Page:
11. 11. <ul><ul><li>The market is the largest in the world </li></ul></ul><ul><ul><li>It’s still possessed the largest growth potential </li></ul></ul><ul><ul><li>In China, the population and the natural resources presented opportunities </li></ul></ul><ul><ul><li>Pub culture is emerging in the cities </li></ul></ul><ul><ul><li>The population is increasing in the cities </li></ul></ul><ul><ul><li>No dominant national or international brewers </li></ul></ul><ul><ul><li>Politics make the rules on the market and help some brewers (privatization plans…) </li></ul></ul>Key Success Factors (cont’d)
  12. 12. 6 .Strategic Groups (cont’d) National Wide Product Range Geographical Scope Regional Narrow China Ressources Entreprises Huiguan Brewery, King Long, Fujian Huiquan Harbin Group Tsingtao Beijing Yanjing Group
  13. 13. <ul><li>Many of the foreign brewers had started to target </li></ul><ul><li>the economy segment, indeed the Chinese beer </li></ul><ul><li>consumer is price conscious. Competition is intense. </li></ul><ul><li>North China: saturated market </li></ul><ul><li>East China: greatest promise for growth in Per </li></ul><ul><li>capita beer consumption </li></ul><ul><li>Mid China: Low capita income and the slowest </li></ul><ul><li>growth market. </li></ul><ul><li>South China: the next hot beer market </li></ul>Strategic Groups (cont’d)
  14. 14. <ul><li>Premium beer witnessed a higher rate of growth </li></ul><ul><li>Improving standard of living in the bigger cities </li></ul><ul><li>National Strategy: Expand its presence in east and south of China by increasing its market share in these two regions. Higher investment in premium segment. </li></ul>Strategic Groups (cont’d)
  15. 15. 7. Drawing scenarios <ul><li>Focus on the industry life cycle </li></ul><ul><li>Evolution of the life cycle over the life cycle </li></ul><ul><li>Scenario 1 </li></ul><ul><li>Scenario 2 </li></ul><ul><li>Scenario 3 </li></ul>
  16. 16. The industry life cycle Introduction Emergence Maturity Decline Demand (units/year) Time
  17. 17. Evolution of the life cycle over the life cycle End of Growth / Beginning of Maturity Demand - Mass market - Increasing demand Technology - Improvement of product composition Products - Commoditization - New products Manufacturing - Harbin achieved 90% capacity utilization - Consolidation Trade - Increasing demand imported brewing barley Competition - Bloody competition - Profits fall Key Factors of Success - Brand local presence - Price & Cost Management - Foreign Direct Investment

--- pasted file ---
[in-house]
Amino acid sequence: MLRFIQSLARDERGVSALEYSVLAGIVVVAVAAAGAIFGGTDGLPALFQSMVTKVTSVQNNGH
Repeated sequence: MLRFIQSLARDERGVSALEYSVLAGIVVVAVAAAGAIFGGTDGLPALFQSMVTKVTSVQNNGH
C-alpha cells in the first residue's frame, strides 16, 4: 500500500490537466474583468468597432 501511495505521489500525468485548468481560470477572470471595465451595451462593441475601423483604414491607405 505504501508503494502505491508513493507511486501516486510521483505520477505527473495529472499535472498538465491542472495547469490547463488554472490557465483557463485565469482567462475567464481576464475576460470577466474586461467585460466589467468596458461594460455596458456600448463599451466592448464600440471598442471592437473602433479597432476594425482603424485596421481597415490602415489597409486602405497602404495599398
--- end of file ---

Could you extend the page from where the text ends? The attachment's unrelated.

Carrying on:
18. 18. The Chinese beer market
  19. 19. A fragmented market
  20. 20. Drawing scenarios Buyer power <ul><li>Scenario 1 </li></ul><ul><li>Increasing gap between highest and weakest revenues </li></ul><ul><li>East strategy VS West strategy </li></ul><ul><li>Standard lager segment renunciation </li></ul><ul><li>Focus on Prenium and Economy segments </li></ul>Threat of new entry <ul><li>Increased interest for standard lager segment </li></ul><ul><li>Generating a new demand </li></ul>Looking for market leadership
  21. 21. Drawing scenarios (cont’d) Threat of substitution <ul><li>Scenario 2 </li></ul><ul><li>Increased interest for wine </li></ul><ul><li>Decrease of standard lager sales </li></ul><ul><li>Favorising the development of new products </li></ul>Threat of new entry <ul><li>Uniqueness of service </li></ul><ul><li>Specialist knowledge </li></ul>Supplier power Become a leader in a niche market
  22. 22. Drawing scenarios (cont’d) Threat of substitution <ul><li>Scenario 3 </li></ul><ul><li>Suppliers are growing slower than the demand </li></ul><ul><li>Shortage of Malt </li></ul><ul><li>Competitors </li></ul>Supplier power Adaptation / Reconversion Buyer power <ul><li>Sensitiveness to differences between competitor </li></ul><ul><li>Cost of changing </li></ul>
  23. 23. Thank you for your attention Any questions ?